There is an emerging interest in various disciplines of science and engineering to develop parsimonious multiscale representations of data that `lives' on a Riemannian manifold or Lie group. Such application areas are growing by leaps and bounds and cognate application problems are arising all the time. Diffusion tensor imaging and collaborative motion modelling are simple examples of new sensor types and deployments that give rise to massive volumes of data taking values in nonlinear manifolds. We believe that many more such methods are going to be seen in the future. The first proposed project allows a kind of multiscale representation of nonlinear data that does for such data what wavelets were able to do for images and signals. The resulted multiscale representations are the key to data compression, feature extraction, noise removal, fast search, and many other important problems that arise in exploiting such data. There is also an increasing need to extend the current subdivision methods to handle also functions, vector fields, 1-forms, etc. on 2-D and 3-D manifolds of arbitrary topology. The second proposed project addresses part of these needs. The holy grail is to design numerical algorithms that, in an appropriate sense, respect the geometric or topological characteristics of the underlying problem. The third proposed project is motivated by the vast interests in nanotechnologies. It is speculated that computational nanoscience may gradually take the forefront of scientific computing in the same way that computational fluid dynamics was at the forefront of scientific computing for several decades. In this project we study a central method in electronic structure computation known as the Kohn-Sham functional minimization problem. A specific geometric structure is proposed to be studied. The ultimate goal is to take full advantage of the smooth manifold structure underlying the problem to come up with linear scaling methods that are more efficient, more robust and possess provable, well-understood convergence properties.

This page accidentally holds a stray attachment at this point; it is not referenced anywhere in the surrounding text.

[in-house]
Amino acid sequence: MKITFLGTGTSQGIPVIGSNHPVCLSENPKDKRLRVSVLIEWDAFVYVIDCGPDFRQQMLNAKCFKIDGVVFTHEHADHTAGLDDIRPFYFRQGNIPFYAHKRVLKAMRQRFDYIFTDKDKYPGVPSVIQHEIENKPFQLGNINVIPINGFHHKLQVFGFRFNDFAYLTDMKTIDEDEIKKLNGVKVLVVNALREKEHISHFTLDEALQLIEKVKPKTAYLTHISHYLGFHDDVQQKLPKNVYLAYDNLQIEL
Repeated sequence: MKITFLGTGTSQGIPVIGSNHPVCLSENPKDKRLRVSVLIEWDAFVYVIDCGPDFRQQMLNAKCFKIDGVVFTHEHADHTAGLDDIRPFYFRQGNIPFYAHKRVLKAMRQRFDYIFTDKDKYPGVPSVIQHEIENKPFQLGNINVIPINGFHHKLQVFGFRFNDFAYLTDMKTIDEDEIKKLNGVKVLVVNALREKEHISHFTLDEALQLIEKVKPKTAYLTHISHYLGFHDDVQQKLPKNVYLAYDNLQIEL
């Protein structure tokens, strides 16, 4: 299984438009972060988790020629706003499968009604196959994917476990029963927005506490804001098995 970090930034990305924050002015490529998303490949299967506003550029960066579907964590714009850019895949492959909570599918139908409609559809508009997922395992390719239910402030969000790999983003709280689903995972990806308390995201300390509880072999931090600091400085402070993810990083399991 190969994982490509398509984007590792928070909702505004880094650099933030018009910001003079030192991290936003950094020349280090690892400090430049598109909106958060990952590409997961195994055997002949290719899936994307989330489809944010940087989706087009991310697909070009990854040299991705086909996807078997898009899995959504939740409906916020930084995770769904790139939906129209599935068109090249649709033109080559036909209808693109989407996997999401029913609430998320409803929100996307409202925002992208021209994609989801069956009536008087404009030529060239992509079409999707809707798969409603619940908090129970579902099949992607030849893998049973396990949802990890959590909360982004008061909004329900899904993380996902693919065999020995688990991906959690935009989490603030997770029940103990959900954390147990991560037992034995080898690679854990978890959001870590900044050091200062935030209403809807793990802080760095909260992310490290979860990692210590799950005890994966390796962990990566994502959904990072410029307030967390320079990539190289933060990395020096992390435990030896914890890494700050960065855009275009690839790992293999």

Our immediate goal of analysis and synthesis of many new types of data, especially those taking values in nonlinear manifolds, as well as functions, vector fields, and differential forms on free-form manifolds, fits right into the broad and fundamental goal of finding efficient ways to organize and manipulate enormous and complex volumes of high-dimensional geometric data. The need of such methods is ubiquitous in science and engineering, so the potential impact of the project is even wider. We also believe that our focused effort here will eventually find their way into large scale scientific and engineering simulation problems, as the fields of computer-aided geometric design and computer-aided engineering are currently converging to each other. In a different direction, we combine rigorous geometric and numerical ideas to attack a central problem in electronic structure calculations. The broader impact of this project is evident from the the world-wide interests in material sciences and nanotechnologies. These projects also provide interdisciplinary research and training opportunities for graduate students, and stimulates collaboration among computational mathematicians, engineers and scientists. The publicly available software implementation of our research results further facilitates such training and collaborations.